Visual source: Newseum
Less than a week before Tuesday’s crucial Republican presidential primary in Michigan, a new NBC News/Marist poll shows Mitt Romney and Rick Santorum locked in a statistical tie, while a separate NBC/Marist survey shows Romney comfortably leading in Arizona, which holds its primary the same day.And that's the conventional wisdom. Wait for the "did Santorum peak too early?" and "did Romney buy Michigan?" articles. OTOH, in MI, Obama crushes Romney 51-33. 63% say the bailout was a good idea. Chuck Todd: "MI is no battleground."
Republicans haven’t quite thrown away what they see as a winnable presidential election, at least not yet. But they’re trying their best.NY Times:
In GOP circles, there is more than a whiff of panic in the air. Unemployment is still painfully high, Americans remain dissatisfied with the country’s direction, even the most favorable polls show President Obama’s approval at barely 50 percent — and yet there is a sense that the Republicans’ odds of winning back the White House grow longer day by day.
Weeks of intense campaigning in the early nominating states have left the leading Republican presidential candidates increasingly dependent on millions of dollars spent on their behalf by outside “super PACs,” reports filed with the Federal Election Commission on Monday showed.Anthony Kennedy, you have a lot to be ashamed about. Oh, and the SCOTUS is yet another reason to vote for Democrats.
Simmons is part of a rarefied group of millionaires and billionaires acting as kingmakers in the GOP contest, often helping to decide, with a simple transfer of money, which candidate might survive another day.I love the smell of money in the morning. The smell, you know that money smell, the whole state of Michigan. Smelled like... victory.
NY Times editorial:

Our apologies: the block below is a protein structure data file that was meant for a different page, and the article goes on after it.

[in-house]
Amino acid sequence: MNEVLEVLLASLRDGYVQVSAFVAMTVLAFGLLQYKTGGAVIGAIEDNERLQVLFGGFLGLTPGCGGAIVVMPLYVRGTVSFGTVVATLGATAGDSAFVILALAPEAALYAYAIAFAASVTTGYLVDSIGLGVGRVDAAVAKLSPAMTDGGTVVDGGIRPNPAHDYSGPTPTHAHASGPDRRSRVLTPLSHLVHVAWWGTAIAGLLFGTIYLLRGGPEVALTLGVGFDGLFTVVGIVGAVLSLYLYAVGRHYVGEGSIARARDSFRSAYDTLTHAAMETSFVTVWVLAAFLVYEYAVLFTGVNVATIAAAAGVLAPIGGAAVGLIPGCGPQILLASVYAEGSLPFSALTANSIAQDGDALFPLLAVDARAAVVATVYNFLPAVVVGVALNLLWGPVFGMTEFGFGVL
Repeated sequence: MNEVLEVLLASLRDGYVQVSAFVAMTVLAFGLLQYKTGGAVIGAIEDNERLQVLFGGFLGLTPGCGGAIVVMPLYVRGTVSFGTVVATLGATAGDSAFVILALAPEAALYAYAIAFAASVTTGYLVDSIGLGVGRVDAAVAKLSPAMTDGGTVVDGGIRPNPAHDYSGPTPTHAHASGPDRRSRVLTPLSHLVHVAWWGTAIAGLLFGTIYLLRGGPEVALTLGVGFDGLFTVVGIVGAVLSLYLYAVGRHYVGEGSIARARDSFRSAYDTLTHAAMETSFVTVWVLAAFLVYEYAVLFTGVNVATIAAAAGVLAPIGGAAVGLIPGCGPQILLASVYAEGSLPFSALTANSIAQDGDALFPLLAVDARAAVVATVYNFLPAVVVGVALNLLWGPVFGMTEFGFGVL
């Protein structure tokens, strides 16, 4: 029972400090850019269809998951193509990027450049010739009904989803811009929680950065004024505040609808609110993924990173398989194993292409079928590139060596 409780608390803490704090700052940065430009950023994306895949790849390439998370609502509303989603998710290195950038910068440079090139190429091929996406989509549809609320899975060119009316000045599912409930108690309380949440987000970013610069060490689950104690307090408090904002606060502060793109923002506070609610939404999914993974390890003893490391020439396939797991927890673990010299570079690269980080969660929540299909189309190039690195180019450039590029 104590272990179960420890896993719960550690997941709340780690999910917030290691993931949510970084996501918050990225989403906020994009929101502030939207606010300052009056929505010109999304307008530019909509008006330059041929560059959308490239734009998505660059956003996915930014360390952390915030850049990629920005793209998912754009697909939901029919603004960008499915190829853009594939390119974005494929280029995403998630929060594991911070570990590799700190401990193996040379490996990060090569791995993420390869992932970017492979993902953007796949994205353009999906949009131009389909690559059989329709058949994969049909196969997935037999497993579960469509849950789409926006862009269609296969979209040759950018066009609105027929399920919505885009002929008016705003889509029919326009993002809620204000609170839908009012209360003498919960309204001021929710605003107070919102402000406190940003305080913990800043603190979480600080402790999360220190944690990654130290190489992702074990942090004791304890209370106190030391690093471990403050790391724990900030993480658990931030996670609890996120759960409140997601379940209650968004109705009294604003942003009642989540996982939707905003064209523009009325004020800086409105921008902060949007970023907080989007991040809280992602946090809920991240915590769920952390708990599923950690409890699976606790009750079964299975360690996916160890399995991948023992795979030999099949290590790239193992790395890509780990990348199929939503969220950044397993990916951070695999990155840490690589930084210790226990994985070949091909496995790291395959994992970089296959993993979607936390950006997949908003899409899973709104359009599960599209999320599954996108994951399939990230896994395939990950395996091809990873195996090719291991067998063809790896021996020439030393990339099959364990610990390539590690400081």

In last week’s flurry of budget deals, Congress patched together yet another temporary fix for a flawed formula used to calculate the fees paid to doctors by Medicare. It will hold payments flat for the next 10 months instead of cutting them by 27 percent as the formula required, and the $18 billion to pay for it will be taken from other health care programs. But the fix only lasts until the end of the year. On Jan. 1, doctors will face another big cut unless Congress again steps in.The disparity is based on the payments not keeping pace with expenses. But a dysfunctional Congress never gets anything right.
Rick Santorum has been called a latter-day Savonarola.Ross Douthat:
That’s far too grand. He’s more like a small-town mullah.
enator Sanitarium, as he was once dubbed on “The Sopranos,” sometimes tries to temper his retrogressive sermons so as not to drive away independent and Republican women who like to work, see their kids taught by professionals and wear Victoria’s Secret...
He told The Washington Post on Friday that, while he doesn’t want to fund contraception through Planned Parenthood, he wouldn’t ban it: “The idea that I’m coming after your birth control is absurd. I was making a statement about my moral beliefs, but I won’t impose them on anyone else in this case.”
That doesn’t comfort me much. I’ve spent a career watching candidates deny they would do things that they went on to do as president, and watching presidents let their personal beliefs, desires and insecurities shape policy decisions.
All things being equal, a Rust Belt background would be a potential advantage for a Republican presidential candidate. But a Rust Belt background that includes an 17-point repudiation from the Pennsylvania electorate that knew Santorum best looks more like a liability instead.